Starting a YouTube channel could become a substantial source of income once you reach a certain threshold – the highest-paid YouTuber earned approximately $16,500,000 in 2017 😱 .
With more and more people opting for online video streaming services, starting a channel on the YouTube platform is a brilliant move. It also seems like everyone is using YouTube – from performing artists to huge brands and businesses.
Here are 11 tips for successfully starting a YouTube channel
Plan your content. Before you even open your YouTube channel, think of the topics you’re interested in and what it is you want to say. YouTube has a lot of niches (there’s something for everybody to relate to) – try and decide which one suits you best. Once you’ve got your niche figured out, try and come up with a “theme” for your videos – will you mainly do reviews? Sketches? Challenges? Walkthrough? There are countless ways to use the platform and stand out among the crowd. Don’t try to do anything you’re not comfortable with.
Have the right equipment, but not right away. If you’re just starting, you can use the camera on your smartphone (or laptop if it’s excellent!) for your first few videos. See how it feels. Gain confidence in standing alone in a room and speaking to “invisible people” on camera. Make sure your videos are well lit (sitting in front of a window right around sunset usually gives the best lighting) and as you grow, slowly grow your arsenal. Start with getting a good camera and move on to microphones, lighting, props, and any other gear you’re interested in.
Don’t freak out if you feel like “you’ve done this” before. Coming up with innovative, never-before-seen content is virtually impossible. Gather inspiration from other people on YouTube (and always give them credit for their ideas!), make “sequels” or “episodes” to your videos. Just like a good tv series, people like consistency, which also brings me to my next point.
Have a consistent schedule. As you’ll grow and gain more subscribers, you’ll find people are waiting for your videos to be uploaded. Try to plan a program you can keep up with: start with posting a video once a week. Make your videos’ length consistent too – it’s ok to “veer off course” now and then, but if you usually upload videos that are 10-15 minutes long, try and keep it that way.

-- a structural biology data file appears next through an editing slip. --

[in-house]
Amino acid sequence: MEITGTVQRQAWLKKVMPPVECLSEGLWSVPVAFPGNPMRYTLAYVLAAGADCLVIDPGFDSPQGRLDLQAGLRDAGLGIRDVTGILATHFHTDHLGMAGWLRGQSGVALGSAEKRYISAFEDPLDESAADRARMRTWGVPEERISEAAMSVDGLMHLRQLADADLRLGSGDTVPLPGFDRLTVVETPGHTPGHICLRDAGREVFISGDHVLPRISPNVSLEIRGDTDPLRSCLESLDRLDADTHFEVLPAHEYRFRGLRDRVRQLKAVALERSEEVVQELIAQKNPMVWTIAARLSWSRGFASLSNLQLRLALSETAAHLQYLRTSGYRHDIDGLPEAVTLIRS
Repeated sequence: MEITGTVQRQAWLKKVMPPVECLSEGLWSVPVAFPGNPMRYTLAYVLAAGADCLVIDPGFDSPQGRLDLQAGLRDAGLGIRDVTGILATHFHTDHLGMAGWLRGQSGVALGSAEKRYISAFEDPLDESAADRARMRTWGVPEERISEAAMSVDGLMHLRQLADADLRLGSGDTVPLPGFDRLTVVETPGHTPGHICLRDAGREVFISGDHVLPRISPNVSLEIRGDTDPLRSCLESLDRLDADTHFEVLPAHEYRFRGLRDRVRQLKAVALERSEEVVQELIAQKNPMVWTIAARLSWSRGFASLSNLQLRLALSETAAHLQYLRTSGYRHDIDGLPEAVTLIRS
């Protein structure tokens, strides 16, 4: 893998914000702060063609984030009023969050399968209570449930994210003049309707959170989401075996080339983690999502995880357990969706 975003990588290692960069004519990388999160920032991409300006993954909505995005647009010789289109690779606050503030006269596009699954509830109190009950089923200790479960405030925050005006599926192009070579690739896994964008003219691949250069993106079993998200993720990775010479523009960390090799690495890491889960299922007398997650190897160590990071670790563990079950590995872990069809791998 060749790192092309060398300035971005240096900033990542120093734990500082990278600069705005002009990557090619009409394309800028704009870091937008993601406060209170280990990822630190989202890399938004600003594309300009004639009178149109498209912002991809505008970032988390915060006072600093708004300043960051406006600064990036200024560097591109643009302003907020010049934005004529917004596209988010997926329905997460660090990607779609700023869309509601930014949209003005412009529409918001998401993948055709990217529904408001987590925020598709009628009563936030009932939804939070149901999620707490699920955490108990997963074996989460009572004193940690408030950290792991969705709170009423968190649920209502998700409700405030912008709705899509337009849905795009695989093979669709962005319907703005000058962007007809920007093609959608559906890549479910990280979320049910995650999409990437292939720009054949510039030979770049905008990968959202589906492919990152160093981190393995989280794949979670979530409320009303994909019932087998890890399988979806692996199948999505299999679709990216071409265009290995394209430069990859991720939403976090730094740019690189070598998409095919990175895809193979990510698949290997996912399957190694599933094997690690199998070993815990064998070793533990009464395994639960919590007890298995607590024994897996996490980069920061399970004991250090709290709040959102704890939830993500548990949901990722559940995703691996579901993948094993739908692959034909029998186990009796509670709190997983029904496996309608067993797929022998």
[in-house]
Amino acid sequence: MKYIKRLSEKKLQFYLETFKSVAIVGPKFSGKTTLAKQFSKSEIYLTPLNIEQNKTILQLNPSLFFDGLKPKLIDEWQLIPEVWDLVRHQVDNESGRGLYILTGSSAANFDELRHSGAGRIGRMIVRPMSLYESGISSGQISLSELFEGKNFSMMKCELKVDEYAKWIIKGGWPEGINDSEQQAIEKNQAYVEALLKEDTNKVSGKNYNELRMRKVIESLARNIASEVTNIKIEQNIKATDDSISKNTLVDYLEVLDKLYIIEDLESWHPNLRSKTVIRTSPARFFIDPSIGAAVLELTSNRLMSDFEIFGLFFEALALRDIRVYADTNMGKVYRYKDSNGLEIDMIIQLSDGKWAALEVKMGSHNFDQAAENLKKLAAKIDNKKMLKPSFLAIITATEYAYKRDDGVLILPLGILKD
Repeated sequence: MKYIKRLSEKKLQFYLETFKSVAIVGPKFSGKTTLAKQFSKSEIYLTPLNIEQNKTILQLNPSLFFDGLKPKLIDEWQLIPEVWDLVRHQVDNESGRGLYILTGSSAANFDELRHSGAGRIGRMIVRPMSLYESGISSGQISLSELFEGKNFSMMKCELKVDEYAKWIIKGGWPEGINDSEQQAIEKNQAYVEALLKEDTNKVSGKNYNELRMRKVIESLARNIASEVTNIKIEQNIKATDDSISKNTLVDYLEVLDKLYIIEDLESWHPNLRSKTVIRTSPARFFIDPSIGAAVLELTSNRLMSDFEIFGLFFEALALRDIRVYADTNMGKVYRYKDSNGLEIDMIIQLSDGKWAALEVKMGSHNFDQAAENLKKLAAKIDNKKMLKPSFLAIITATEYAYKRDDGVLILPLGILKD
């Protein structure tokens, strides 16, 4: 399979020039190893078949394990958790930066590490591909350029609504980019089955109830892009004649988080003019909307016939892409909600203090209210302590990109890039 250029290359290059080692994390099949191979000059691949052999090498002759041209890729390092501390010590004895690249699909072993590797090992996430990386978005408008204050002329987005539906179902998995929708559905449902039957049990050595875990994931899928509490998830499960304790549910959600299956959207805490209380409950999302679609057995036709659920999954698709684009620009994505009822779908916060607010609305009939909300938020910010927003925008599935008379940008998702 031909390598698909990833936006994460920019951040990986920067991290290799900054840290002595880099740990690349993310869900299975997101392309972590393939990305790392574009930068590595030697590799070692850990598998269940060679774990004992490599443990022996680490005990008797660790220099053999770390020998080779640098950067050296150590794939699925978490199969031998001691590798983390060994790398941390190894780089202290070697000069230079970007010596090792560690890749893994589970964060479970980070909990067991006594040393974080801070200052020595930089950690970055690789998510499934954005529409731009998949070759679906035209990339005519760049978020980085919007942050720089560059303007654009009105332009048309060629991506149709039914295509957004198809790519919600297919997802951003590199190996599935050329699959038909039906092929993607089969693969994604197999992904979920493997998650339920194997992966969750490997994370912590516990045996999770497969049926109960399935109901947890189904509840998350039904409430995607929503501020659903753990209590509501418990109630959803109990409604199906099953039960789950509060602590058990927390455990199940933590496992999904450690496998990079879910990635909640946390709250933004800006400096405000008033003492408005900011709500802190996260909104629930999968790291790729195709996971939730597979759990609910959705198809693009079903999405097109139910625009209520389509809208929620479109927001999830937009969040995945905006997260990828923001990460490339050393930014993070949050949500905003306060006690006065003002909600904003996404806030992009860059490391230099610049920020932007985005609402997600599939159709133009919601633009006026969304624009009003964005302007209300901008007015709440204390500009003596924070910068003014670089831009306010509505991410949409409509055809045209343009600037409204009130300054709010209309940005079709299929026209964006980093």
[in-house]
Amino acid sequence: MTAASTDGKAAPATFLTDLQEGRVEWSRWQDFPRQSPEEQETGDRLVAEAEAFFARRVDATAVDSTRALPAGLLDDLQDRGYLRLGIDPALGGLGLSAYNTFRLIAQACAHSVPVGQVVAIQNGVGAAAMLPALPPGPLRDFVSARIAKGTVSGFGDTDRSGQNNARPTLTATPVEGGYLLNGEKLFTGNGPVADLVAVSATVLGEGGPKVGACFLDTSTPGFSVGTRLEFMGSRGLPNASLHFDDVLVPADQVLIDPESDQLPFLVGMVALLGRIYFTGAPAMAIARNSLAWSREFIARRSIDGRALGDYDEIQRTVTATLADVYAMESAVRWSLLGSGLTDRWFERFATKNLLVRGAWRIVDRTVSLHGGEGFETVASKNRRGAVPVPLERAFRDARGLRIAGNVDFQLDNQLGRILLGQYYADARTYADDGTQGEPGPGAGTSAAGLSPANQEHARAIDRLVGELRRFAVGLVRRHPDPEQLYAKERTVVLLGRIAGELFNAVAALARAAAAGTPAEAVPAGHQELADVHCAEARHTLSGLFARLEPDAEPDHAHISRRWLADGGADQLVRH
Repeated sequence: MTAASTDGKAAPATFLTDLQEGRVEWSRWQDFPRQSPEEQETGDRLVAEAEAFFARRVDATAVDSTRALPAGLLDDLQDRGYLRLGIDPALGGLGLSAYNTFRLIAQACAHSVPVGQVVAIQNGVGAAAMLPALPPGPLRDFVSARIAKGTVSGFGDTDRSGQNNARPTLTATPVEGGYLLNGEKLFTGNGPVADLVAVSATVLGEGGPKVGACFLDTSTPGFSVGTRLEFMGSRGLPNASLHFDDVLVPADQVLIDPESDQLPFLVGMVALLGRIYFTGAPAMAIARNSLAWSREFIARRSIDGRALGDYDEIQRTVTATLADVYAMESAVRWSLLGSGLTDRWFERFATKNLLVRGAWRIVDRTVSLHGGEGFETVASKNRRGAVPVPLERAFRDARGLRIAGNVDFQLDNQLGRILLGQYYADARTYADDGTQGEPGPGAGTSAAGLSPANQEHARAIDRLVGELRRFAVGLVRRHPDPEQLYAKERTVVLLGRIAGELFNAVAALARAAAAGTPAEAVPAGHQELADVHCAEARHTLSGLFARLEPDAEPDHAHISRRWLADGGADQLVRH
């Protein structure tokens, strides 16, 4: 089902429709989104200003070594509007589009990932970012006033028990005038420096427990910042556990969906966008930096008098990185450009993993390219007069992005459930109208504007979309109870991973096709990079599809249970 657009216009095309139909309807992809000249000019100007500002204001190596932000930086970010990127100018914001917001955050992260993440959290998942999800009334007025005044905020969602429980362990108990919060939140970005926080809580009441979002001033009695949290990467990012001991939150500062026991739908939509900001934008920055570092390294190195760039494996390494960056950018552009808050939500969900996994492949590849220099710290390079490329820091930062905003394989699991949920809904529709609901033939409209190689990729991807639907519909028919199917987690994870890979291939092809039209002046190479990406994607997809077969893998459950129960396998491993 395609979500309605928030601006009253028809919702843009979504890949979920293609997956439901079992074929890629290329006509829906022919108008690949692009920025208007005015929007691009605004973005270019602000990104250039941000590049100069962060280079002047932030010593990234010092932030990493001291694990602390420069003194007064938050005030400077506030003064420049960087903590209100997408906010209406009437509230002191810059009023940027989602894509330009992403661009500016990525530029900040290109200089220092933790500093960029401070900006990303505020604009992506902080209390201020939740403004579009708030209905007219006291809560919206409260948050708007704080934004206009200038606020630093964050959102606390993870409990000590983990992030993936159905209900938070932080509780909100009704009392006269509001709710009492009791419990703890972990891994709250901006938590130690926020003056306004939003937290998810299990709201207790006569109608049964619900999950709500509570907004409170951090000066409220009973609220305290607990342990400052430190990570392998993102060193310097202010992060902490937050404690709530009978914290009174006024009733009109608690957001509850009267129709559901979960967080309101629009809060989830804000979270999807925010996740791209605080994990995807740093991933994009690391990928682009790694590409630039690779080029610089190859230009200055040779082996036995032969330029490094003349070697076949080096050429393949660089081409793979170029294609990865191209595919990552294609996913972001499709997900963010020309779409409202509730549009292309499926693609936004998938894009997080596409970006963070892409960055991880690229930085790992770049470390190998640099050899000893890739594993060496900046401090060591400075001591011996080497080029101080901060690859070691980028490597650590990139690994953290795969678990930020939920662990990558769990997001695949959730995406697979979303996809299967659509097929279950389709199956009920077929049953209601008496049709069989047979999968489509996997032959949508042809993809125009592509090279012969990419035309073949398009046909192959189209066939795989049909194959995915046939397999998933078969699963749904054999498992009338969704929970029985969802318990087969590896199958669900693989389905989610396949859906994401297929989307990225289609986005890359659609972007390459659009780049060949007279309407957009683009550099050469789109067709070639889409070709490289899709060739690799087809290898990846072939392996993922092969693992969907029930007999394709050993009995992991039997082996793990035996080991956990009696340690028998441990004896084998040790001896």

Edit your videos. It seems obvious, but a lot of people don’t do it when they just start – they’ll upload “raw” footage as it as and although it is entertaining at times, people don’t want to see you “uh…” and “what was I about to say?” all the time. If it makes your videos shorter than you’d like, so be it. People come to your channel for entertainment, after all.
Don’t compare yourself to others. Everybody struggles on YouTube in the beginning, and the struggle is real even when you’re a “big shot” on the platform. Be your person and stay true to yourself, don’t try to mimic other YouTubers. The more authentic you are, the better.
Do SEO. YouTube is the second most used search engine online. The road to success on YouTube doesn’t start and end with uploading content – you need to make sure people will know it’s there. Use descriptive titles incorporating relevant keywords – try to think like a viewer typing a search query – and make sure you use tags in your video’s description.
Make friends and share your channel with your existing friends. The more connections you have on the platform, the more potential exposure you have. Let’s say you’ve befriended another YouTuber and decided to make a video with them – now you’ll have their audience watching you too, and if they like you, they will go to your channel to see more of you. Collaborations are a great way to grow your channel. Also, use links on other social media platforms to promote your channel and update your friends and family on videos.